B.T. Collins Tribute

B.T.'s sister, Maureen Collins Baker, will be at the Sacramento Fair Oaks Blvd Borders on Wednesday, June 4th, at 7pm autographing her new book, Outrageous Hero, The B.T. Collins Story. See you there!

Here's info about the book


My Friend in Need
The Green Beret had another baptism of fire
to go through, and he couldn't do it alone
By B. T. Collins
Condensed from "The Wall Street Journal"

The ambulance flight from the Philippines was exhausting. We stopped at Air Force bases in Japan, Alaska, Illinois, and finally Washington, D.C.
From there I phoned my folks in White Plains, N.Y. I knew I would be flown to Fort Kix, N.J., the next day and then, after that July Fourth weekend, 1967, sent to Valley Forge General Hospital outside Philadelphia.
Just before I hung up I said, "Ma, you'd better call Dickie." (Fifteen years later his wife would tell me, "You're the only one allowed to call him Dickie.") He would spread the word to my friends that I was home from Vietnam and had lost an arm and leg. He'd take charge.
We met in Cub Scouts, probably in fourth grade. We have never agreed on anything since. He still says it was sixth grade.
In the hospital at Fort Dix the following day, my mother and two sisters saw me for the first time in six months. I wasn't much to look at¡Âª102 pounds, big holes in my remaining leg, and my eyes sunk deep in their sockets. Tubes were everywhere. In short, I wasn't the six-foot-two, 180-pound Green Beret they had seen head off for his second tour in Vietnam. After my family left, the room filled with Dick Ehrlich and several other friends he had rounded up. If my appearance shocked him, he never let on. He told me a year later: "You looked like a ripple in the sheet. You looked so small." All I remember is that I burst into tears as he strode through the door, a six-pack under his arm.
As they were leaving, one of my friends. Judy, said, "You be ready Labor Day. We're taking you to the house on Song Island." To me that was years away. All I wanted was for the pain to stop.
Over the next two months, Dick made the 3 1/2-hour trip to the hospital whenever he could, as did the others. Not a week went by that he didn't phone. He had no idea what it meant to me to cry on his shoulder, after putting up a good front for my family and acquaintances. He was just there, and that's what meant the most.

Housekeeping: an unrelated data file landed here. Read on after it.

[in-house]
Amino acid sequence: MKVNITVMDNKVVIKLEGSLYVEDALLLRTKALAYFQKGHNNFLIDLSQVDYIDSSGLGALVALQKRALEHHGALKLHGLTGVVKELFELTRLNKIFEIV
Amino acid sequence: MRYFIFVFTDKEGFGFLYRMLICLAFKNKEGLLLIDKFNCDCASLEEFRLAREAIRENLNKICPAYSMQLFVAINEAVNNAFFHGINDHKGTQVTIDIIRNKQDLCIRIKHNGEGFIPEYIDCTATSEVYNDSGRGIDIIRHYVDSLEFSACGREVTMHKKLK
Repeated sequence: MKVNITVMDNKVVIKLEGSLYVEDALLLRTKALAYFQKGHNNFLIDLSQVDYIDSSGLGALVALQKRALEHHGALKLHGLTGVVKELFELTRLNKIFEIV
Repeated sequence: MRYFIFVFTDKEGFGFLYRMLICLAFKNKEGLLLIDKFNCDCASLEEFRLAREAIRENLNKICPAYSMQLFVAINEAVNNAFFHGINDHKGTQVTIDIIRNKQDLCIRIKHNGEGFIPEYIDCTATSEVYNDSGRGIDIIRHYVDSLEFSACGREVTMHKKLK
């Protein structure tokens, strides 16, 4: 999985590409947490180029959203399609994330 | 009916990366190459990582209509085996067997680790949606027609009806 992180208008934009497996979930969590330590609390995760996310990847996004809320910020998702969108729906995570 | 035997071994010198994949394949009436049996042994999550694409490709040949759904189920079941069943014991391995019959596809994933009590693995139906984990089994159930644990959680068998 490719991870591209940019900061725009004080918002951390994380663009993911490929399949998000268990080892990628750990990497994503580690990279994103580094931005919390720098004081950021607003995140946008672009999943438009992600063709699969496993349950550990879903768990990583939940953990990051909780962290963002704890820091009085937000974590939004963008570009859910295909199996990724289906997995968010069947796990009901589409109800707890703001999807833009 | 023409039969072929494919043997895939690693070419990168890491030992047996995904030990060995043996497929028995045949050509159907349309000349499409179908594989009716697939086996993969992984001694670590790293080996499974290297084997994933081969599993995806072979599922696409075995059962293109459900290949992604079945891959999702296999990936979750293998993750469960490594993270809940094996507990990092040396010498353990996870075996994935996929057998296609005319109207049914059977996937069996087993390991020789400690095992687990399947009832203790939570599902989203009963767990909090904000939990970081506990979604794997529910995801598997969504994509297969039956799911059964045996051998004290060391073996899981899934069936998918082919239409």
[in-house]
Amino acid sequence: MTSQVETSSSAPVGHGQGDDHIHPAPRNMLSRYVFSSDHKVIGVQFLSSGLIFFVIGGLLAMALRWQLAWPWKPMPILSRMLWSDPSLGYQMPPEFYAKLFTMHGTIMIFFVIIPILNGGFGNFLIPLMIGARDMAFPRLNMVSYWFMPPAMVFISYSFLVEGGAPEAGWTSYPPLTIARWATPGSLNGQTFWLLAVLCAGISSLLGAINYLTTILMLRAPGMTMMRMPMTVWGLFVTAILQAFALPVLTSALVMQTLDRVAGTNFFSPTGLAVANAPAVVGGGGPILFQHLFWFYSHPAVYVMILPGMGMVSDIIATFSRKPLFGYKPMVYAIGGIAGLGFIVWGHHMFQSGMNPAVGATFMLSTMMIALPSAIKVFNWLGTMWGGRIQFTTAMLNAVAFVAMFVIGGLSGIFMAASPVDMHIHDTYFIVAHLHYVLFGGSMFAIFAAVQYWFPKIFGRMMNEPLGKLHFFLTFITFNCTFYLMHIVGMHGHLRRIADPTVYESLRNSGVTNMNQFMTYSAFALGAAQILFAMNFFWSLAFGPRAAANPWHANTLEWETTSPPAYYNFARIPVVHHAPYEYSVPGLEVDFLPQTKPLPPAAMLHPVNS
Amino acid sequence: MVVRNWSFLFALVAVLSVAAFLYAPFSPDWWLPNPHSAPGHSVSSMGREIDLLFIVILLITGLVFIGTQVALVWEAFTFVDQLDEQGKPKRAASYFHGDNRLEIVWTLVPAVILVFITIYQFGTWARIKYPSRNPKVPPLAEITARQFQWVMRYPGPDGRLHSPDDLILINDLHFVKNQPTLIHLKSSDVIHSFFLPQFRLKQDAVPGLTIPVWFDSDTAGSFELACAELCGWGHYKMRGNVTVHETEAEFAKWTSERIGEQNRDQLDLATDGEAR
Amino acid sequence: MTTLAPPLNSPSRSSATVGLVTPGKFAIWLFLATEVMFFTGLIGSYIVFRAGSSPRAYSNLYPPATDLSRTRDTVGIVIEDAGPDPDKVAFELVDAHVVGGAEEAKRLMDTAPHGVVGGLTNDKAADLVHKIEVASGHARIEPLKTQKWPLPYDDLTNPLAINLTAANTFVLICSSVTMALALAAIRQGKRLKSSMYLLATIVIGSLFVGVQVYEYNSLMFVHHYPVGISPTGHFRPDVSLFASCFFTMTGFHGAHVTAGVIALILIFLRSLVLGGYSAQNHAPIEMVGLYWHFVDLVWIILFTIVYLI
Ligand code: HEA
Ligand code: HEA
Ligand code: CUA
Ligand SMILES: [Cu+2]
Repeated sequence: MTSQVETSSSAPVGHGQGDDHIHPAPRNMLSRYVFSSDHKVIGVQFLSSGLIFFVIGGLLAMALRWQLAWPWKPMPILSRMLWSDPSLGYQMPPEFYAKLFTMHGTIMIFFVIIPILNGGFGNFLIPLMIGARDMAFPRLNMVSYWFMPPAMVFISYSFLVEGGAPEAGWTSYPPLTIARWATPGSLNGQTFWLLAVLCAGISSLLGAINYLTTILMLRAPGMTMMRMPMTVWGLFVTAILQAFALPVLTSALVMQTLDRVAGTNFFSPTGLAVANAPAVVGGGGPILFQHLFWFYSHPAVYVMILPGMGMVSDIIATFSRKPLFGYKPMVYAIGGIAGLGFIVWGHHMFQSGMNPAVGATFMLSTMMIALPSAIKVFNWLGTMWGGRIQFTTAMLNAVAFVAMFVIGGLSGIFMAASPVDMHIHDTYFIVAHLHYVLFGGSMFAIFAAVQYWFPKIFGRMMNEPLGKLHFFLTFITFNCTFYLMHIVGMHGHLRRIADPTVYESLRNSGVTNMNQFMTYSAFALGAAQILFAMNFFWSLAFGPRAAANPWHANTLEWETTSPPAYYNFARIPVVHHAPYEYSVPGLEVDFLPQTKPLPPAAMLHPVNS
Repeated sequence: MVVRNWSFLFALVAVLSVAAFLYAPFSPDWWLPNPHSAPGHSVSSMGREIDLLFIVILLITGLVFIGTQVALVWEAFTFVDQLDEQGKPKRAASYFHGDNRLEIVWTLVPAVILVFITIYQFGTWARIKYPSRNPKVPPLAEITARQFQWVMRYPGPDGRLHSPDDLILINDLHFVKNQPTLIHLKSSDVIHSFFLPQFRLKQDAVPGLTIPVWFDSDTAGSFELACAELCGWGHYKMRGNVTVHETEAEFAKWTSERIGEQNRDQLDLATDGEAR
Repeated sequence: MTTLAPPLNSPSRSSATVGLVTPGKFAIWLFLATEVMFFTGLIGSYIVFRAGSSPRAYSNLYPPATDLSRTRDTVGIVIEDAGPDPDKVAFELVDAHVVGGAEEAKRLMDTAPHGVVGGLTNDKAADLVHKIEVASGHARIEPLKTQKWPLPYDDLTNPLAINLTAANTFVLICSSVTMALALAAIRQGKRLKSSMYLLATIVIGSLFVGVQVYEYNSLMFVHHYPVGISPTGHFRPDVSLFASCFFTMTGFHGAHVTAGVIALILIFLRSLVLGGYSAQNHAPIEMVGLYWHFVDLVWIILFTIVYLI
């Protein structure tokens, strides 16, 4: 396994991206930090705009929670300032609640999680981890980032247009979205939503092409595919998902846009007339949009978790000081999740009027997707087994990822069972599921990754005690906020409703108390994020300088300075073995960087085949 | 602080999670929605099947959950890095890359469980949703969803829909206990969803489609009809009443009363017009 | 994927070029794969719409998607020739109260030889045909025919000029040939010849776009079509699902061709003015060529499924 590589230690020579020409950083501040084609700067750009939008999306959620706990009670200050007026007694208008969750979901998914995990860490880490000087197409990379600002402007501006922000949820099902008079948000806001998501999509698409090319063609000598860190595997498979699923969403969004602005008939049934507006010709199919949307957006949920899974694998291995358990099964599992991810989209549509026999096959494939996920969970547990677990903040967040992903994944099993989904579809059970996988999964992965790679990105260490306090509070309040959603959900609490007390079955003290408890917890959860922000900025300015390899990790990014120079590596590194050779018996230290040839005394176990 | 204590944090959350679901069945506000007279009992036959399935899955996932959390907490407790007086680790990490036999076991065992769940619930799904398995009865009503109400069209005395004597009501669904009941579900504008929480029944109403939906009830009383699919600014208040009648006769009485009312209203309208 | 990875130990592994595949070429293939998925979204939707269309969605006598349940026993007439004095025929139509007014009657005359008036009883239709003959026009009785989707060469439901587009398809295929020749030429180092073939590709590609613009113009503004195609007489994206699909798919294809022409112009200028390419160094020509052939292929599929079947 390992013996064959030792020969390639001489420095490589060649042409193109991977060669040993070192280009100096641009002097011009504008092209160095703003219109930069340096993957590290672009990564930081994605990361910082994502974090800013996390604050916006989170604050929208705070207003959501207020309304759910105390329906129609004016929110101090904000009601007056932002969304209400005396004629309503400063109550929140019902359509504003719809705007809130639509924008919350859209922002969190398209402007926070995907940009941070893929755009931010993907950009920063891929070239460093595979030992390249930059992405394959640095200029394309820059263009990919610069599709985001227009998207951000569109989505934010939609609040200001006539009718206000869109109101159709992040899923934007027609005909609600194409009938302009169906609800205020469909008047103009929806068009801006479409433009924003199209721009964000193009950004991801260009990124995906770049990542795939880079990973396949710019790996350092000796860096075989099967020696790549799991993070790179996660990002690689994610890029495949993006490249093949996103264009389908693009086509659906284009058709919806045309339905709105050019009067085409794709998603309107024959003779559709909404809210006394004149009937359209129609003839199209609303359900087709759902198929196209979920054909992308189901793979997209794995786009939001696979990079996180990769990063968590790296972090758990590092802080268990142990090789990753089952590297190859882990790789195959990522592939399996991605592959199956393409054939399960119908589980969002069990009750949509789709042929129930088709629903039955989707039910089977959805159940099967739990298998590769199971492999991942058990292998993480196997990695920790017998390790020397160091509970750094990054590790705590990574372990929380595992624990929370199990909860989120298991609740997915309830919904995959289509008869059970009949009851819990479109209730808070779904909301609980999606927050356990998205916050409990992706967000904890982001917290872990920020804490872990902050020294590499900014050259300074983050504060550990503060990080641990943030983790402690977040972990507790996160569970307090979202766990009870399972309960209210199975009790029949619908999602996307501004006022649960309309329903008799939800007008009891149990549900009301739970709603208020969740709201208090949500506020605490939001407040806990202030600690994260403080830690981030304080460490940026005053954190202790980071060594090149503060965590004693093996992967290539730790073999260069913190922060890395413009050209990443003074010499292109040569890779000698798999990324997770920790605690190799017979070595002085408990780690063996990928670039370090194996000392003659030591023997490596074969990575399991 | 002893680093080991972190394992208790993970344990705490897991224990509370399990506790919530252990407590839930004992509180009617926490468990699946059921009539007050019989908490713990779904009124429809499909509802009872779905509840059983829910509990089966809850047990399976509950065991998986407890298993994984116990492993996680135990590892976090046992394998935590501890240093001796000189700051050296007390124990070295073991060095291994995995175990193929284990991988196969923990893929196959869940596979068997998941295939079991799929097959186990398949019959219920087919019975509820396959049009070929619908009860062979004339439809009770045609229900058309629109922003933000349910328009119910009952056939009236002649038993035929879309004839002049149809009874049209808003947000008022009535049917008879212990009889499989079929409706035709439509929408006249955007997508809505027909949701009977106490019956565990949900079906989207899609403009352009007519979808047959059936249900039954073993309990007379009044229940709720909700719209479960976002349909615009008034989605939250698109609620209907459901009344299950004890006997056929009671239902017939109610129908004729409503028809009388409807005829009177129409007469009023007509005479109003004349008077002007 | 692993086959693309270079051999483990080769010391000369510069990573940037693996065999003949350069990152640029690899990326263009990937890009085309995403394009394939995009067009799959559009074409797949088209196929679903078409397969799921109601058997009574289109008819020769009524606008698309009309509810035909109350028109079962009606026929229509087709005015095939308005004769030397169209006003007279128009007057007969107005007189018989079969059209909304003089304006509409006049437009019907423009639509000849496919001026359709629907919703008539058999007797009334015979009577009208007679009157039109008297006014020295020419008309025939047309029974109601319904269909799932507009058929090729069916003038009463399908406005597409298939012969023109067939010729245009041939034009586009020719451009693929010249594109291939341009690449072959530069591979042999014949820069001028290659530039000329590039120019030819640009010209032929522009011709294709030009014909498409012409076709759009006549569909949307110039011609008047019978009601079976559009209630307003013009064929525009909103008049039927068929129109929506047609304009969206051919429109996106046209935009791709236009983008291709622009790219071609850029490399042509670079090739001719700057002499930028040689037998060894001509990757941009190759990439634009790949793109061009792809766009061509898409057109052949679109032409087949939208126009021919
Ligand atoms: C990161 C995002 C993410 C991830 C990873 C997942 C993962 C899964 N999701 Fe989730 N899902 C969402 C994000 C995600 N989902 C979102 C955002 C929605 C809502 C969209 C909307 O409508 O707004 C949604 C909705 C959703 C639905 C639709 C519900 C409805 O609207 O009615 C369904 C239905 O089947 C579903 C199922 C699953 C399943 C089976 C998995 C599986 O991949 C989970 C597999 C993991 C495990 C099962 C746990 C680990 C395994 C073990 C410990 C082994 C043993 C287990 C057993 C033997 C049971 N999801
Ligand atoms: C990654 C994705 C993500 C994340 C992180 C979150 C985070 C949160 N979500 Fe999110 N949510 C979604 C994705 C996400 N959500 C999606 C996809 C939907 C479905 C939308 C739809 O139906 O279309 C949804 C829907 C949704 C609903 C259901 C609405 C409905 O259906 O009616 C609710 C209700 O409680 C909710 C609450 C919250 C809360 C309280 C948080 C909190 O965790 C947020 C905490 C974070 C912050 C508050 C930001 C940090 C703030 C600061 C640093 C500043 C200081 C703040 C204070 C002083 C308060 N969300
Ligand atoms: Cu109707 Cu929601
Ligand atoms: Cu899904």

As Labor Day Approached, my friends would not let up on the plans for me to spend the weekend with them. I was terrified. I had yet to leave the safety of the hospital. I started making excuses, but they came and got me anyway.
The weekend went fine. It looked as if life wasn't going to be half bad, after all. I even had the courage to ask Dick to change the dressing on my leg stump. He didn't flinch. I wonder if I could have done the same for him.
Dick drove me back to the hospital. After four hours in Labor Day traffic, he pulled up to a restaurant near the hospital. I stiffened. Dick pretended to ignore my paranoia. "Want to eat?, I'm starved, and I've got a long drive home."
"I'm not hungry," I replied. "I'll just wait in the car."
He put his hand on my shoulder, his eyes directly on mine. "Look, you're my friend and I'm proud of you, even though I hate that war. Now, let's try it. You hop in the wheelchair. I'll wheel you up to a booth. You hop out, and we'll eat. Okay? If it gets too bad, we'll just leave. I promise. I guarantee you it won't be half as bad as you think."
And it was not half bad at all. It was my baptism of fire all over again. The first parachute jump. The first firefight. I survived.
The following summer, while still in the hospital, I spent another weekend at the beach. Now I had a new hook and wooden leg, and I painfully negotiated my way to a spot in the sand.
Kick, remembering how much I loved the surf when we were teens, asked, "Ready to hit the waves?"
"No, I think I'll just read."
"Does it bother you?" he said. "Then, guess we'd better do it!"
Off went the leg and arm, and I held on to his shoulder and hopped down to the waves. I never looked back.
I moved to California that year to attend college, then law school. In the years that followed, whenever something "bothered" me, I simply had to do it. I learned to ski, parachuted again and went around the world for three summers.
From 1979 to 1981, I ran the California Conservation Corps, a work program for kids ages 18 to 23. At the end of "basic training," I would always ask the corps members if they had seen The Deer Hunter. Those who know the film invariably thought it was about Vietnam. "No, I would do anything for you¡Âªunquestioningly."
I met my deer hunter 37 years ago, though Dickie will insist when he reads this that it was 35. And I will point out that having him for a friend wasn't half as bad as I thought it would be.
Thanks, Dickie.

This article came from the AFN Viewer's Guide for Korea, which, according to their disclaimer is NOT an official AFN Korea / AFRTS homepage.
We are in NO way related to or affiliated with AFN Korea(American
Forces Network Korea) / AFRTS(Armed Forces Radio and Television Service). It does have many cool archives including No Greater Love and My Father's Greatest Gift. Check it out.
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